Rare Papillary Breast Carcinoma Incidentally Discovered After Trauma-Induced Hematoma


East Florida


Westside Regional Medical Center

Document Type

Case Report

Publication Date



breast cancer pathology, encapsulated papillary carcinoma, papillary breast tumors, hematoma evacuation, estrogen receptor (er), intracystic papillary carcinoma


Neoplasms | Oncology | Surgery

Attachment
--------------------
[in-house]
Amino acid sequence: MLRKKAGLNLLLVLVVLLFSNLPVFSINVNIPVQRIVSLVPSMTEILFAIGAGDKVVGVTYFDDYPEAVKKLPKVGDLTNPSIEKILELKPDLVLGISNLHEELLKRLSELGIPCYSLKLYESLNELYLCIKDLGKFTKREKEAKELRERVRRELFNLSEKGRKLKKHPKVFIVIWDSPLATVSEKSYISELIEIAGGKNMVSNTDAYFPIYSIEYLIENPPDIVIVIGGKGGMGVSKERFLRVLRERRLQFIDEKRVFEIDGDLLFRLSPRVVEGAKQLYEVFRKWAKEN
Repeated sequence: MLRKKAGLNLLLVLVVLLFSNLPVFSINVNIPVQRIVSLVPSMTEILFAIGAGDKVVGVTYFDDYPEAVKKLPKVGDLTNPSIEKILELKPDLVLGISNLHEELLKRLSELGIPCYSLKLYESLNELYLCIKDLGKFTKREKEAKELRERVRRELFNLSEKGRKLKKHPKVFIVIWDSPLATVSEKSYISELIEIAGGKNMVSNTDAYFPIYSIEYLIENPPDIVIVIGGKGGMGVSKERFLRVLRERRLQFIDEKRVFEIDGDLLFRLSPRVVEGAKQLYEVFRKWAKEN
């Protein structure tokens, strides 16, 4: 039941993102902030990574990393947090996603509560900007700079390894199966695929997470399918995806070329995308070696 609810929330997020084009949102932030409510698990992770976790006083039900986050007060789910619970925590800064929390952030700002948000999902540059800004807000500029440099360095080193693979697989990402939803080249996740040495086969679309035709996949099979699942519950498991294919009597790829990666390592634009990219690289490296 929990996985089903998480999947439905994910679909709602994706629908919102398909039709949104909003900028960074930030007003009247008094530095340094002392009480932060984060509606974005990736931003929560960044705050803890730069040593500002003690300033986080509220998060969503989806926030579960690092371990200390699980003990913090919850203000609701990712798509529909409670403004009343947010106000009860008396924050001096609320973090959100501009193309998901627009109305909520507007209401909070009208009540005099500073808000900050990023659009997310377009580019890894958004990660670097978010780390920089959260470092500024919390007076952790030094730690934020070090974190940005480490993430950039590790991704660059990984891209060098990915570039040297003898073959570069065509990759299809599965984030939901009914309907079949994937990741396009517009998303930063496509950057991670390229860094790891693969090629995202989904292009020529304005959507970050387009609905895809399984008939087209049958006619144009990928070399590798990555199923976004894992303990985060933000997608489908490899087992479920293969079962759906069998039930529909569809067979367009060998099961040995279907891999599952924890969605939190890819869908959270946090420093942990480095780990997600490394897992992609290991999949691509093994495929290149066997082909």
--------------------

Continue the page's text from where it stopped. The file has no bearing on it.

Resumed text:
Papillary carcinoma of the breast is rare, comprising only 0.5% incidence of all breast cancers. Clinically the disease presents in postmenopausal women as a painless breast lump with possible bloody nipple discharge. Prognosis is favorable due to its slow growth. We present a 61-year-old woman incidentally diagnosed with papillary breast carcinoma after presenting with a trauma-induced hematoma of the right breast. The patient presented to our surgery oncology clinic for persistent right breast swelling secondary to a fall, despite initial incision and drainage (I&D) six weeks prior. She had no history of breast cancer. On presentation, her right breast was distended demonstrating an approximately 20cm ill-defined solid mass with skin changes consistent with a tense hematoma. CT scan demonstrated a large complex cystic and solid breast mass measuring 15.2cmx11.8cmx15.2cm with irregular peripheral solid hyperdense polypoid components. She then underwent a right breast incisional biopsy and hematoma evacuation. Frozen sections of the mass outer cavity wall and papillary projections were consistent with encapsulated papillary carcinoma (EPC). The patient was lost to follow-up and did not obtain definitive treatment. Breast cancer rarely presents as a breast hematoma. However, as in this case, if the hematoma fails to resolve, further investigation is warranted. The prognosis of EPC is excellent when identified and treated appropriately.C

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